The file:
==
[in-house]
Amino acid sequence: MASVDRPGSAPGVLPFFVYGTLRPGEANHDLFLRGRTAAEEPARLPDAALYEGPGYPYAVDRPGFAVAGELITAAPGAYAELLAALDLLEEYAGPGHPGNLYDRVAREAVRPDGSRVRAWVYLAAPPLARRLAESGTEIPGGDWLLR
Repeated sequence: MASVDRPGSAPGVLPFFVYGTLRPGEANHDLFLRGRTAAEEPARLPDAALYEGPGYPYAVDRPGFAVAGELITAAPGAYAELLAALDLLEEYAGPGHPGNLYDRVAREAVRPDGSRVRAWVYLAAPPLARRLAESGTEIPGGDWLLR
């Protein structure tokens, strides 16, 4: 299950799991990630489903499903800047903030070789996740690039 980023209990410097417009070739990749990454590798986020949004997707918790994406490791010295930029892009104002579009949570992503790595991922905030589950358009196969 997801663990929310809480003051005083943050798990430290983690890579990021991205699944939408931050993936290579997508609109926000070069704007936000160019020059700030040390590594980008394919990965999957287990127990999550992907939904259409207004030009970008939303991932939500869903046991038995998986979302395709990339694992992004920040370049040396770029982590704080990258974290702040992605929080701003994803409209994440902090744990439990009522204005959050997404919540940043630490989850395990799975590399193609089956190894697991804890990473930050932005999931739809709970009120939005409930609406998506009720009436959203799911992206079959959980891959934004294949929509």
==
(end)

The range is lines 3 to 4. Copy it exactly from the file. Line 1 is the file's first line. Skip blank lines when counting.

Repeated sequence: MASVDRPGSAPGVLPFFVYGTLRPGEANHDLFLRGRTAAEEPARLPDAALYEGPGYPYAVDRPGFAVAGELITAAPGAYAELLAALDLLEEYAGPGHPGNLYDRVAREAVRPDGSRVRAWVYLAAPPLARRLAESGTEIPGGDWLLR
């Protein structure tokens, strides 16, 4: 299950799991990630489903499903800047903030070789996740690039 980023209990410097417009070739990749990454590798986020949004997707918790994406490791010295930029892009104002579009949570992503790595991922905030589950358009196969 997801663990929310809480003051005083943050798990430290983690890579990021991205699944939408931050993936290579997508609109926000070069704007936000160019020059700030040390590594980008394919990965999957287990127990999550992907939904259409207004030009970008939303991932939500869903046991038995998986979302395709990339694992992004920040370049040396770029982590704080990258974290702040992605929080701003994803409209994440902090744990439990009522204005959050997404919540940043630490989850395990799975590399193609089956190894697991804890990473930050932005999931739809709970009120939005409930609406998506009720009436959203799911992206079959959980891959934004294949929509």